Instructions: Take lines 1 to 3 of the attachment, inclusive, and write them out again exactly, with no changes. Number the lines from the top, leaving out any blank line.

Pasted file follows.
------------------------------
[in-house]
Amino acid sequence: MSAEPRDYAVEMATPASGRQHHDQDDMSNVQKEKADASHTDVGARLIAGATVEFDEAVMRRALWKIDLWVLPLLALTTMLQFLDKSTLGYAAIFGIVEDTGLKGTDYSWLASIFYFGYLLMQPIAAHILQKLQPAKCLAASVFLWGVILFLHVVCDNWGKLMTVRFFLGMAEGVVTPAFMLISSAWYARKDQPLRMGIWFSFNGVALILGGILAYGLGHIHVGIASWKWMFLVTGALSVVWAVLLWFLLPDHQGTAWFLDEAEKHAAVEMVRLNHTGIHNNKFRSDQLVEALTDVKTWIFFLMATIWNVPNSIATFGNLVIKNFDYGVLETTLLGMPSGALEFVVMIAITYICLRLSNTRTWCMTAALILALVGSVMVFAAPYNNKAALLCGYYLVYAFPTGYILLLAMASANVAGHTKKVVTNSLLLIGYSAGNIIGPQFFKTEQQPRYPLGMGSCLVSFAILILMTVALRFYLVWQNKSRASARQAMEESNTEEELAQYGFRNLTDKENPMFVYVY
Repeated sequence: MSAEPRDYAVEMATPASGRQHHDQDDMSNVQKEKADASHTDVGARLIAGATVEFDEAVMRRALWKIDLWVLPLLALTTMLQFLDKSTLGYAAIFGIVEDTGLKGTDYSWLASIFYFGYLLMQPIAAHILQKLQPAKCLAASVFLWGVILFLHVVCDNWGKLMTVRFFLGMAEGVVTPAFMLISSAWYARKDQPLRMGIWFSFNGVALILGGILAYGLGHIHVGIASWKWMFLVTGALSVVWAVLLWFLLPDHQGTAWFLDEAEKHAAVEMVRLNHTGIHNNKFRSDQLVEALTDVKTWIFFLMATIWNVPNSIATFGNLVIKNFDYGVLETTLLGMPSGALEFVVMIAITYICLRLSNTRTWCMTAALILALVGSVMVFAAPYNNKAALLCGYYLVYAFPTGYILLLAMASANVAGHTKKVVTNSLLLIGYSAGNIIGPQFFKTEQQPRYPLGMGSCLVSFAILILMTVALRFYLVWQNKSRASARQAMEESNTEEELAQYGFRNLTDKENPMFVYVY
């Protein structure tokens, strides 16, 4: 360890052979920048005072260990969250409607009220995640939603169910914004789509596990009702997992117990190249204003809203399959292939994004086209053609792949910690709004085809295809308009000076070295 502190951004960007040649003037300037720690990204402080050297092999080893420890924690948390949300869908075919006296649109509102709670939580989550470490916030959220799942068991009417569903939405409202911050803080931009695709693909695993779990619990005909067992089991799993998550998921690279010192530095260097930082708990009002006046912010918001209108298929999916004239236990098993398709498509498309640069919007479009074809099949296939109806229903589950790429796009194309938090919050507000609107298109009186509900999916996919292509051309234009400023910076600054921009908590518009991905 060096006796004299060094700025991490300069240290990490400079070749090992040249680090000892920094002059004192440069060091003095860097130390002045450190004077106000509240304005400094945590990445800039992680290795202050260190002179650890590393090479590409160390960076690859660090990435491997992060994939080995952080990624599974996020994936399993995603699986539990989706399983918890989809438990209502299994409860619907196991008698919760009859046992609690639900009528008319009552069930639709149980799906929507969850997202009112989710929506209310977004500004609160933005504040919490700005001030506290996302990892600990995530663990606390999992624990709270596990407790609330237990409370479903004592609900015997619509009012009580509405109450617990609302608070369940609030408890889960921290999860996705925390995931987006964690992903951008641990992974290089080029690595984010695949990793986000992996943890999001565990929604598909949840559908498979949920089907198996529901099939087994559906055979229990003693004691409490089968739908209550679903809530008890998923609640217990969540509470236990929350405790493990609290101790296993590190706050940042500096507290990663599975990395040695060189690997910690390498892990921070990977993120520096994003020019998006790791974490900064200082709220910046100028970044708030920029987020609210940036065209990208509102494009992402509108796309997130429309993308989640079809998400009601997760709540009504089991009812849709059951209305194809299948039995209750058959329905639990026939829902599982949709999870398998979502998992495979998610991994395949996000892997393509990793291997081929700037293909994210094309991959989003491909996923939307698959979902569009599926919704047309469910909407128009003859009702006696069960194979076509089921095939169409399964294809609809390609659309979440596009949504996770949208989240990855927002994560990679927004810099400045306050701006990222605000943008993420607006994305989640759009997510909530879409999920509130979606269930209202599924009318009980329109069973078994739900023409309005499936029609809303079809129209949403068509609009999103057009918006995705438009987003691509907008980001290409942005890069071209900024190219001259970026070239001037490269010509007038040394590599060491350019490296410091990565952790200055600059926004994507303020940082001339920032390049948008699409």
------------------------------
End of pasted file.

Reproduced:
[in-house]
Amino acid sequence: MSAEPRDYAVEMATPASGRQHHDQDDMSNVQKEKADASHTDVGARLIAGATVEFDEAVMRRALWKIDLWVLPLLALTTMLQFLDKSTLGYAAIFGIVEDTGLKGTDYSWLASIFYFGYLLMQPIAAHILQKLQPAKCLAASVFLWGVILFLHVVCDNWGKLMTVRFFLGMAEGVVTPAFMLISSAWYARKDQPLRMGIWFSFNGVALILGGILAYGLGHIHVGIASWKWMFLVTGALSVVWAVLLWFLLPDHQGTAWFLDEAEKHAAVEMVRLNHTGIHNNKFRSDQLVEALTDVKTWIFFLMATIWNVPNSIATFGNLVIKNFDYGVLETTLLGMPSGALEFVVMIAITYICLRLSNTRTWCMTAALILALVGSVMVFAAPYNNKAALLCGYYLVYAFPTGYILLLAMASANVAGHTKKVVTNSLLLIGYSAGNIIGPQFFKTEQQPRYPLGMGSCLVSFAILILMTVALRFYLVWQNKSRASARQAMEESNTEEELAQYGFRNLTDKENPMFVYVY
Repeated sequence: MSAEPRDYAVEMATPASGRQHHDQDDMSNVQKEKADASHTDVGARLIAGATVEFDEAVMRRALWKIDLWVLPLLALTTMLQFLDKSTLGYAAIFGIVEDTGLKGTDYSWLASIFYFGYLLMQPIAAHILQKLQPAKCLAASVFLWGVILFLHVVCDNWGKLMTVRFFLGMAEGVVTPAFMLISSAWYARKDQPLRMGIWFSFNGVALILGGILAYGLGHIHVGIASWKWMFLVTGALSVVWAVLLWFLLPDHQGTAWFLDEAEKHAAVEMVRLNHTGIHNNKFRSDQLVEALTDVKTWIFFLMATIWNVPNSIATFGNLVIKNFDYGVLETTLLGMPSGALEFVVMIAITYICLRLSNTRTWCMTAALILALVGSVMVFAAPYNNKAALLCGYYLVYAFPTGYILLLAMASANVAGHTKKVVTNSLLLIGYSAGNIIGPQFFKTEQQPRYPLGMGSCLVSFAILILMTVALRFYLVWQNKSRASARQAMEESNTEEELAQYGFRNLTDKENPMFVYVY